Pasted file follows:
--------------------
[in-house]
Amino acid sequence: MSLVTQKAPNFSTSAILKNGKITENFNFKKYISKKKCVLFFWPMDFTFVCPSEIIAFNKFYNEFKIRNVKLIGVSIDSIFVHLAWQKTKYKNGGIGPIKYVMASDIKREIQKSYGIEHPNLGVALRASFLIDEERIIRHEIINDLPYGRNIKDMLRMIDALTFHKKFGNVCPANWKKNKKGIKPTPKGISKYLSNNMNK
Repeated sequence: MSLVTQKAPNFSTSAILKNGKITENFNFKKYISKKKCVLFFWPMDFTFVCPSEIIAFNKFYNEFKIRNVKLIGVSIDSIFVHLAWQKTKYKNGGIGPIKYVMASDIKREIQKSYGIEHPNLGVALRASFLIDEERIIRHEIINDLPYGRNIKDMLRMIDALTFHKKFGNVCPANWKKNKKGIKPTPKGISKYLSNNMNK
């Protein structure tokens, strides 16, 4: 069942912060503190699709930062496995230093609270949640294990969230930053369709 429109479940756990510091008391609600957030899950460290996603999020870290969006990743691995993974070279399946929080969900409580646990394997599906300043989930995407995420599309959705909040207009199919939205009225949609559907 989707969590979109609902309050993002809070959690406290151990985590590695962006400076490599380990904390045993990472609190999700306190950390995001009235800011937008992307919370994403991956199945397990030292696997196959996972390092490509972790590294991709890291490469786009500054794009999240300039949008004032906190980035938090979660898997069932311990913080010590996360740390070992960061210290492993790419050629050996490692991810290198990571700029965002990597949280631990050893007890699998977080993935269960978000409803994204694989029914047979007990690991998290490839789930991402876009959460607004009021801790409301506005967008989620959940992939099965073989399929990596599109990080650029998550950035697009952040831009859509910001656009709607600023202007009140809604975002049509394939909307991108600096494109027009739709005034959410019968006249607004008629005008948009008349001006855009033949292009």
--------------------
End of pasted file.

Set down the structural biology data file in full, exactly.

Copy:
[in-house]
Amino acid sequence: MSLVTQKAPNFSTSAILKNGKITENFNFKKYISKKKCVLFFWPMDFTFVCPSEIIAFNKFYNEFKIRNVKLIGVSIDSIFVHLAWQKTKYKNGGIGPIKYVMASDIKREIQKSYGIEHPNLGVALRASFLIDEERIIRHEIINDLPYGRNIKDMLRMIDALTFHKKFGNVCPANWKKNKKGIKPTPKGISKYLSNNMNK
Repeated sequence: MSLVTQKAPNFSTSAILKNGKITENFNFKKYISKKKCVLFFWPMDFTFVCPSEIIAFNKFYNEFKIRNVKLIGVSIDSIFVHLAWQKTKYKNGGIGPIKYVMASDIKREIQKSYGIEHPNLGVALRASFLIDEERIIRHEIINDLPYGRNIKDMLRMIDALTFHKKFGNVCPANWKKNKKGIKPTPKGISKYLSNNMNK
């Protein structure tokens, strides 16, 4: 069942912060503190699709930062496995230093609270949640294990969230930053369709 429109479940756990510091008391609600957030899950460290996603999020870290969006990743691995993974070279399946929080969900409580646990394997599906300043989930995407995420599309959705909040207009199919939205009225949609559907 989707969590979109609902309050993002809070959690406290151990985590590695962006400076490599380990904390045993990472609190999700306190950390995001009235800011937008992307919370994403991956199945397990030292696997196959996972390092490509972790590294991709890291490469786009500054794009999240300039949008004032906190980035938090979660898997069932311990913080010590996360740390070992960061210290492993790419050629050996490692991810290198990571700029965002990597949280631990050893007890699998977080993935269960978000409803994204694989029914047979007990690991998290490839789930991402876009959460607004009021801790409301506005967008989620959940992939099965073989399929990596599109990080650029998550950035697009952040831009859509910001656009709607600023202007009140809604975002049509394939909307991108600096494109027009739709005034959410019968006249607004008629005008948009008349001006855009033949292009």